Founder’s Day: climax of Queen Elizabeth’s School year

Founder’s Day, the traditional highlight of the Queen Elizabeth’s School calendar, this year saw the revival of an old tradition – a cricket match between the current First XI and an old boys’ team.

The day began with the Founder’s Day Thanksgiving Service at Chipping Barnet Parish Church, after which parents, boys and staff enjoyed a fete at the School organised by the Friends of Queen Elizabeth’s.

Headmaster Neil Enright said:  “It was an excellent day: even the weather played its part, with the showers that we had feared failing to materialise, enabling the fete to be held outside and the cricket match to go ahead.”

""“Earlier in the day at the service our guest speaker, Piers Martin, Director and CEO of British Fencing, gave a most interesting address, discussing the British Olympic fencing team and the dedication and hard work required to succeed at Olympic level.” Mr Martin was a QE pupil from 1987 to 1994, while his father, Barrie Martin, is the Chairman of the Governing Body.

“Immediately after the service, I enjoyed giving the traditional Roll Call on Stapylton Field and the Reading of the School Chronicle – the first time I have had this privilege since becoming Headmaster last September,” added Mr Enright.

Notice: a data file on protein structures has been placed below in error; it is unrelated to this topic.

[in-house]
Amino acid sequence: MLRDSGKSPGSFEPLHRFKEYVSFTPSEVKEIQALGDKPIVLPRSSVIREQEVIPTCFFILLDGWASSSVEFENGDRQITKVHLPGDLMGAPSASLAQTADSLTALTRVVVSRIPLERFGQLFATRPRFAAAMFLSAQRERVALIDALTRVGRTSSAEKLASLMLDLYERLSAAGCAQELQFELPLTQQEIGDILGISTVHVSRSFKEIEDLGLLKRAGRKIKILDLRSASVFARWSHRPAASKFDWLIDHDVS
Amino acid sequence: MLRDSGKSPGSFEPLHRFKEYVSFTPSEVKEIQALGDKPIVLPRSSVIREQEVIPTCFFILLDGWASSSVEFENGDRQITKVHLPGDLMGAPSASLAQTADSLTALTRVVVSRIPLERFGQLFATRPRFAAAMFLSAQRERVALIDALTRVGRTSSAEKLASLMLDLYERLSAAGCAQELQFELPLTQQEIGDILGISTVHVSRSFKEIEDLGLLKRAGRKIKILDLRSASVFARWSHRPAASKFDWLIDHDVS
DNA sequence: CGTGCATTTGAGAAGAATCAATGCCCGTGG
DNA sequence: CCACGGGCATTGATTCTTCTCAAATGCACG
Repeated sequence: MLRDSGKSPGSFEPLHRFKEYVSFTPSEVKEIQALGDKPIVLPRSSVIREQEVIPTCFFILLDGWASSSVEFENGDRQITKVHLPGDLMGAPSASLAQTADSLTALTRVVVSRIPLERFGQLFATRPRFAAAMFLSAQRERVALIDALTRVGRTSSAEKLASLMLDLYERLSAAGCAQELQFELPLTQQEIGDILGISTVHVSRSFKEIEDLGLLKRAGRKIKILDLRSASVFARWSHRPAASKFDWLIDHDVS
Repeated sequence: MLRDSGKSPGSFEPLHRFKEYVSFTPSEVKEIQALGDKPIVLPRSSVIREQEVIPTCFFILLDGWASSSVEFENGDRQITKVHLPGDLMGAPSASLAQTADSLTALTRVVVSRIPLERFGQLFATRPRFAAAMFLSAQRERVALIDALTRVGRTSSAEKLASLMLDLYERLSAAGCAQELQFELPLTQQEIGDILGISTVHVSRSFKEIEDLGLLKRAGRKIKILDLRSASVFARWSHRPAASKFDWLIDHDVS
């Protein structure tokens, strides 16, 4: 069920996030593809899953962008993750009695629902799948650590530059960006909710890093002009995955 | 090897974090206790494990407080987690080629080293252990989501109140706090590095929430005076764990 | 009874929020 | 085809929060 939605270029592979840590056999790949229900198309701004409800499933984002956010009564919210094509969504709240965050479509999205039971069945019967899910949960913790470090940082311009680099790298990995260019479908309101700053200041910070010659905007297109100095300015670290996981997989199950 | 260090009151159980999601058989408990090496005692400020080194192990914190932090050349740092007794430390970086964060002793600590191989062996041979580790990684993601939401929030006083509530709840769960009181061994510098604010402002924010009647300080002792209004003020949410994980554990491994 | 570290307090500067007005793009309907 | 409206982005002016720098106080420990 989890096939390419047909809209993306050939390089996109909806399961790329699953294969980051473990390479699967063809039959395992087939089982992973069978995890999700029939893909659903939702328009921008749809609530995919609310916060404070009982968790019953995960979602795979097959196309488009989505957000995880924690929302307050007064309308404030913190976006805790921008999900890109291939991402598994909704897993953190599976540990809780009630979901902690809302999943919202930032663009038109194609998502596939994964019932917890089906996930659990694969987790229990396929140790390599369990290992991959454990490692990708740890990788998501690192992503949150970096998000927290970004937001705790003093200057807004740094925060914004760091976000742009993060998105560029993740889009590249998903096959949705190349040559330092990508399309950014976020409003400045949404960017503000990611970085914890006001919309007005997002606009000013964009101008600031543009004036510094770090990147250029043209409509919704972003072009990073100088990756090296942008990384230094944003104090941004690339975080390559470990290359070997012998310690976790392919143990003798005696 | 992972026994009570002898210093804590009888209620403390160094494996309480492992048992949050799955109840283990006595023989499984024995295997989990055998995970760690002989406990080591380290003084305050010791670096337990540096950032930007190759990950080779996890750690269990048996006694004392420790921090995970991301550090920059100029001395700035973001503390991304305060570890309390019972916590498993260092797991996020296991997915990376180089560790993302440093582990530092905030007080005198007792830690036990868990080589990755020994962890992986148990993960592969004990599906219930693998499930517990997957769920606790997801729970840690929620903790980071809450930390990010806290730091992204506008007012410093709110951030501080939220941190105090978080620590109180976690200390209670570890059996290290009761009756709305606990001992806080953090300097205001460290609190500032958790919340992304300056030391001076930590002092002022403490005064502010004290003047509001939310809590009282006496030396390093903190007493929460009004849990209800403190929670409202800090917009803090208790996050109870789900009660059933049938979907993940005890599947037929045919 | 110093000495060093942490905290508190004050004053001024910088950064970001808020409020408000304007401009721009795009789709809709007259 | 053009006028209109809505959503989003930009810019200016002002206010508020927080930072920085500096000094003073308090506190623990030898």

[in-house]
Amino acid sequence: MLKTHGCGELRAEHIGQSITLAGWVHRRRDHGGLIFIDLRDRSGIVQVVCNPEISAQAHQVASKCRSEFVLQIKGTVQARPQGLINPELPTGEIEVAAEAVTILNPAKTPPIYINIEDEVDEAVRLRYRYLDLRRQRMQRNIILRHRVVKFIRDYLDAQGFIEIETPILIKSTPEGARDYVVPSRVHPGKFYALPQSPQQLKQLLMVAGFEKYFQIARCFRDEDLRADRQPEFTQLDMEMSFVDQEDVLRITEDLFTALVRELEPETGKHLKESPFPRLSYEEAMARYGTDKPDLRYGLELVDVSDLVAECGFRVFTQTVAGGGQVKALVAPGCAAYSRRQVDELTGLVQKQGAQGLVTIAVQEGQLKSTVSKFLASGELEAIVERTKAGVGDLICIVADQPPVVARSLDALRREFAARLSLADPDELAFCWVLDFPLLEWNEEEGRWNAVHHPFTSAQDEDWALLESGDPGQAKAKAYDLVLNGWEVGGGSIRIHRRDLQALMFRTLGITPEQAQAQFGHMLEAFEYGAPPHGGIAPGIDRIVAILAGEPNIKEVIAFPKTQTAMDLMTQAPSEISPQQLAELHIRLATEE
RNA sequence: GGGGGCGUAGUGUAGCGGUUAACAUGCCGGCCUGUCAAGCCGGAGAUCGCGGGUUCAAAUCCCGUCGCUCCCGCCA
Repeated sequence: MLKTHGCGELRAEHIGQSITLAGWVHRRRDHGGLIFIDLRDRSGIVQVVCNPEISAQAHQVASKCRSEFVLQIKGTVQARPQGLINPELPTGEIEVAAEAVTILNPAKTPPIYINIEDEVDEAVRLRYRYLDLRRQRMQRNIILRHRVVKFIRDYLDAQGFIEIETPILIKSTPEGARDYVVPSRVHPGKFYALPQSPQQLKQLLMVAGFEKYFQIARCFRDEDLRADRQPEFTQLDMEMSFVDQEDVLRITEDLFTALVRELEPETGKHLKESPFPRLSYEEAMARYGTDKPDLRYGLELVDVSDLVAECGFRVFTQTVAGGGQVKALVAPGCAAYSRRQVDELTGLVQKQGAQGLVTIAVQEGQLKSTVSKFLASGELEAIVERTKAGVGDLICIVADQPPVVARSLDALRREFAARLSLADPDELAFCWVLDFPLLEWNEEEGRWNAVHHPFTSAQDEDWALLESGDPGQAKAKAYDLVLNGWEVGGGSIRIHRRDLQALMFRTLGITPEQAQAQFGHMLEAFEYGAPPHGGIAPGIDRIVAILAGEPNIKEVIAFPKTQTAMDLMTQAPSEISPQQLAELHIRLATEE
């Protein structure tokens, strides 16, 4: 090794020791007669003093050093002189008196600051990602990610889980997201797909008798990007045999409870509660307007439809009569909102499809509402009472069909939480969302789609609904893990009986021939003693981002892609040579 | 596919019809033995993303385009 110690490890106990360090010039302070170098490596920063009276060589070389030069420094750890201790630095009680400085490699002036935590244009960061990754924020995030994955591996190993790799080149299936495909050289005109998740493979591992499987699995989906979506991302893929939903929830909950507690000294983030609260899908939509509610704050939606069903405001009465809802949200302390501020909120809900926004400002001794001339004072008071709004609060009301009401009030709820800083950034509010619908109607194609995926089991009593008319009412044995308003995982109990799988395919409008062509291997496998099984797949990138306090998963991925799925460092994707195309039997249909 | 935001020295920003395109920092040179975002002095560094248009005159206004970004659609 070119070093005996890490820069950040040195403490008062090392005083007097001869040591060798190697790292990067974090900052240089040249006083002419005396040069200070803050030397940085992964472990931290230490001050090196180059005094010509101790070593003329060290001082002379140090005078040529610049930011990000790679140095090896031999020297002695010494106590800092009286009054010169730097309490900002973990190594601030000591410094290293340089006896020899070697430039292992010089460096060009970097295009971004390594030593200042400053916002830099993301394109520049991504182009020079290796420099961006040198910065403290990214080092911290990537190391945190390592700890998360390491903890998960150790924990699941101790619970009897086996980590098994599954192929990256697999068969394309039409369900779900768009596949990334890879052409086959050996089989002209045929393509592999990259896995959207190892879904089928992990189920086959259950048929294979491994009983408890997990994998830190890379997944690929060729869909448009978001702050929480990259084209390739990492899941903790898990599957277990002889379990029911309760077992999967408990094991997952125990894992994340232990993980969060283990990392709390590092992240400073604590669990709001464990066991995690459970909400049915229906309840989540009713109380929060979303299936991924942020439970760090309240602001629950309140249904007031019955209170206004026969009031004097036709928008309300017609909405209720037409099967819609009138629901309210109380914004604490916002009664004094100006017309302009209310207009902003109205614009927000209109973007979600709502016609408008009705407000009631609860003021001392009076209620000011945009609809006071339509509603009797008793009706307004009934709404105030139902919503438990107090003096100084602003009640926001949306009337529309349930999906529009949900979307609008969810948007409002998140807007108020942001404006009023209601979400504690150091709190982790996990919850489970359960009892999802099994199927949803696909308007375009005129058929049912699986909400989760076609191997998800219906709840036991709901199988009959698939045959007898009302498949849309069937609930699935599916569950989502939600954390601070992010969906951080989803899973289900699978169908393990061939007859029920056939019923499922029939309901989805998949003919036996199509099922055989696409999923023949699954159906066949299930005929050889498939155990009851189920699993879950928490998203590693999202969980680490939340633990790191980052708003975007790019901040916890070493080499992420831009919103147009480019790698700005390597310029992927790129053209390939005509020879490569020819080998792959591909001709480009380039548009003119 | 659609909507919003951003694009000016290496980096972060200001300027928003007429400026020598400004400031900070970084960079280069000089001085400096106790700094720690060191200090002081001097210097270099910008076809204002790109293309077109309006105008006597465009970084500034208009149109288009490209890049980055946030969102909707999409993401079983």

""These formal proceedings were followed by the fete, which featured many traditional delights, such as home-made cakes, cream teas, Pimms and a tombola. The International Food Tent proved popular, serving food from India, Japan, China, West Africa, Turkey and Sri Lanka. There was a bouncy castle for younger children, while the QE boys enjoyed the opportunity to pelt teachers Liam Hargadon and Michael Feven with wet sponges as they sat in the stocks, as well as the ‘smashing the crockery’ stall.

The cricket match, which was last played regularly in the early 20th century, is now known as the Stanley Busby Memorial Match. It has been named in honour of Mr Busby,  who was a QE parent and was also a Governor from 1989-2011. The match was revived in 1984 for one year only as a retirement ‘gift’ to another loyal servant of the School – Eric Shearly (1920-2005), a former pupil and master. Now it has been permanently re-instated by the Headmaster.

""“Happily, the first playing of the match in the 21st century resulted in an exciting, closely fought game, with the School First XI emerging as narrow winners: a fitting close to a splendid day,” said Mr Enright.

In the 30-over match, which started at 2pm on the Third Field, the Old Elizabethans – who were mainly in their late twenties – batted first. They set a target of 169, losing four wickets and ending their innings with Nick Jones on 95 not out. In reply, aided by Sebastian Feszczur-Hatchett’s 53, the First XI amassed a similar total. They then won the match with a four off the last ball of the day, finishing on 171-5.